There will also be transaction fees for money going in and out of Libra, along with every Libra transaction. Those fees also go into the reserve.

Here’s the elevator pitch. Facebook has more users and reach than any single organization has had since the beginning of time. If this works, the majority of those users will put their money into Libra. You, if you sign up, can get interest on that money. Ooh. Shiny.

Notice that Google, Apple, Amazon, and Microsoft are not part of this Libra cabal. Neither are any banks.

Don’t worry. That slightly nauseous feeling is normal. It’s just a side effect of the rational response to yet something else in our world beginning to go terribly, terribly wrong.

What could possibly go wrong?

Facebook has claimed that it will be separate from Calibra, and the data gathered by Calibra won’t be used by Facebook. So, yeah, your privacy is golden. Riiiiight.

Facebook hasn’t said anything about Calibra not using your financial data, so there’s that nerve-wracking omission.

Facebook has also claimed that there will be the equivalent of an opt-in to allow some level of data sharing. Users won’t be opted in by default. But Facebook and its partners are going to bang the drum really, really hard to get you to convert your cash to Libra, so they’re going to offer tasty incentives.

Wanna bet giving up some of your privacy rights will be buried in the terms and conditions for accepting those incentives? I’ll take that bet.

Then there’s the whole decentralized blockchain so no one can get to it all thing. The idea of the blockchain came from Bitcoin and it’s a way to store encrypted unique information in a decentralized form.

Except Facebook expects Libra to be so big that it would take too much time to do decentralized transactions. There will be some centralized management of all that Libra currency. If you don’t think that’s already a target for hackers, you’re not paying attention.

Speaking of rotten smelling eggs, Facebook intends to allow Libra to be baked into apps other than those owned by Facebook. It’s going to start promoting an API so anyone with access to a good pizza delivery service and a tendency to stay up all night can incorporate Libra transactions into their apps.

Do you think there might be some spammy, scammy apps out there? Sure you do.

Then there’s the government. Which government? Any government. Libra is specifically designed (like Bitcoin) to be government agnostic. But since each government likes to govern how money flows through its economy (and its sticky tax-collecting hands), many governments are likely to weigh in on Libra. The odds are they’re not going to like what they see.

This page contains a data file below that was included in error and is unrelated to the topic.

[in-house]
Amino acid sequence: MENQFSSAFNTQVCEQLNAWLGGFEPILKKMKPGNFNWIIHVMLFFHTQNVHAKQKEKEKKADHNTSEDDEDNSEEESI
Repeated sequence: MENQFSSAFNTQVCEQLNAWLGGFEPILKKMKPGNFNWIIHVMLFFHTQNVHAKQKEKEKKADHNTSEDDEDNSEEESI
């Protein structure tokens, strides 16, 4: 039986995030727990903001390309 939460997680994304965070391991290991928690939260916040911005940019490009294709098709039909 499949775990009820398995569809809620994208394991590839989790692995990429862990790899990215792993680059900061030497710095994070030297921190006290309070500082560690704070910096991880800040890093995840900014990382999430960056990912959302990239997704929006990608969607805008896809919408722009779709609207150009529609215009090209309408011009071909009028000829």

The good news, from the point of view of Facebook and the Libra Association, is that it doesn’t take a lot of money to influence a senator or congresscritter.

According to the New York Daily News, it now costs about $10.5 million dollars (total!) to win a senate seat. Does that number look familiar? Yep, it costs $10 million to buy into the Libra Association. Now, I’m not going to say that any of these companies are buying votes. That’s illegal. But it’s not illegal to hire lobbyists and fund them reaaal well.

Oh, and for the company who wants to influence policy on a budget, it costs about $1.7 million for a seat in Congress. Let’s put this in big business perspective. It cost $5 million for a 30 second TV spot in Super Bowl 2018. The cost of a single Super Bowl ad is enough to fund the campaigns for almost three members of congress.

Also: Facebook asked by lawmakers to pause Libra cryptocurrency project

Again, I’m not saying our elected officials will do anything illegal. I’m just saying that you shouldn’t expect them to be the bulwark against Facebook’s new currency scheme.

Is it really that bad?

Put in a historical perspective, not really. Our society has reinvented money a bunch of times in just the last century. Paper checks, electronic fund transfers, credit cards, services like PayPal were all fundamental rethinks on how money is transferred.

Libra is just another take on smoothing the movement of money between hands. Think of it this way: Amazon wouldn’t work if we didn’t have credit cards.

Rethinking money transfer opens up new doors of possibility. But it also has chilling effects. From my perspective as a very busy consumer, Amazon is wonderful. But from the perspective of the many businesses that Amazon has put out of business, it’s is the grim reaper.

Most of our modern technological powerhouses are really double-edged swords. They provide some real value, but they do so at a cost. Sometimes that cost is obvious and shows up in monthly subscription fees. Other times, that cost is insidious and just sucks away at us behind the scenes, to the detriment of us all.

Facebook is clearly in that second category. The Libra will undoubtedly generate value and a following. But do we need it?

Some would say that the disadvantaged without access to banks do, and that’s true. But Facebook? Facebook???

Also: Quitting the five tech giants: Could you really flee Facebook?

What do you think? You probably already trust Facebook with knowledge of your preferences, locations, interests, friends, and political opinions. Are you going to trust Facebook with your money, too? Let us know in the comments below.

You can follow my day-to-day project updates on social media. Be sure to follow me on Twitter at @DavidGewirtz, on Facebook at, on Instagram at, and on YouTube at